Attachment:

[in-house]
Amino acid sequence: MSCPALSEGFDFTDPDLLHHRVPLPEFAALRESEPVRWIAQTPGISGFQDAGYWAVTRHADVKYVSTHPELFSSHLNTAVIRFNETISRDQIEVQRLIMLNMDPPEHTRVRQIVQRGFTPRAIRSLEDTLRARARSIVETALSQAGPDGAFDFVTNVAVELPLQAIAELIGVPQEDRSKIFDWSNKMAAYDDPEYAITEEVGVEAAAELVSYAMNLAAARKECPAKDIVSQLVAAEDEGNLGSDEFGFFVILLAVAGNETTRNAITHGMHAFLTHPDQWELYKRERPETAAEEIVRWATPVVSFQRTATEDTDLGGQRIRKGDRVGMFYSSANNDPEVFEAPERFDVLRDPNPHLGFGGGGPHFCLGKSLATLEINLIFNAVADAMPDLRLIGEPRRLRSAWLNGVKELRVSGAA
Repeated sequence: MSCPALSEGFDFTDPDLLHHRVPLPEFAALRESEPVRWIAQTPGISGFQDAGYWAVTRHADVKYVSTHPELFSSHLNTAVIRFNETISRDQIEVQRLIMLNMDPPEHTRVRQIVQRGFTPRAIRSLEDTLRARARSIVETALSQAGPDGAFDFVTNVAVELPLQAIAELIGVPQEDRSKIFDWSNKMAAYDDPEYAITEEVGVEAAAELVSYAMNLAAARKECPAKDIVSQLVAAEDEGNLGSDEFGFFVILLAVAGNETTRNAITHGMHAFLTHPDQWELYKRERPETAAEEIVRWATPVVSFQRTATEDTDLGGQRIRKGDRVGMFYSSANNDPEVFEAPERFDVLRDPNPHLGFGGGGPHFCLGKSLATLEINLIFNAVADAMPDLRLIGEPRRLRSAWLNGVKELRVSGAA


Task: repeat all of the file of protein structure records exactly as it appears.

[in-house]
Amino acid sequence: MSCPALSEGFDFTDPDLLHHRVPLPEFAALRESEPVRWIAQTPGISGFQDAGYWAVTRHADVKYVSTHPELFSSHLNTAVIRFNETISRDQIEVQRLIMLNMDPPEHTRVRQIVQRGFTPRAIRSLEDTLRARARSIVETALSQAGPDGAFDFVTNVAVELPLQAIAELIGVPQEDRSKIFDWSNKMAAYDDPEYAITEEVGVEAAAELVSYAMNLAAARKECPAKDIVSQLVAAEDEGNLGSDEFGFFVILLAVAGNETTRNAITHGMHAFLTHPDQWELYKRERPETAAEEIVRWATPVVSFQRTATEDTDLGGQRIRKGDRVGMFYSSANNDPEVFEAPERFDVLRDPNPHLGFGGGGPHFCLGKSLATLEINLIFNAVADAMPDLRLIGEPRRLRSAWLNGVKELRVSGAA
Repeated sequence: MSCPALSEGFDFTDPDLLHHRVPLPEFAALRESEPVRWIAQTPGISGFQDAGYWAVTRHADVKYVSTHPELFSSHLNTAVIRFNETISRDQIEVQRLIMLNMDPPEHTRVRQIVQRGFTPRAIRSLEDTLRARARSIVETALSQAGPDGAFDFVTNVAVELPLQAIAELIGVPQEDRSKIFDWSNKMAAYDDPEYAITEEVGVEAAAELVSYAMNLAAARKECPAKDIVSQLVAAEDEGNLGSDEFGFFVILLAVAGNETTRNAITHGMHAFLTHPDQWELYKRERPETAAEEIVRWATPVVSFQRTATEDTDLGGQRIRKGDRVGMFYSSANNDPEVFEAPERFDVLRDPNPHLGFGGGGPHFCLGKSLATLEINLIFNAVADAMPDLRLIGEPRRLRSAWLNGVKELRVSGAA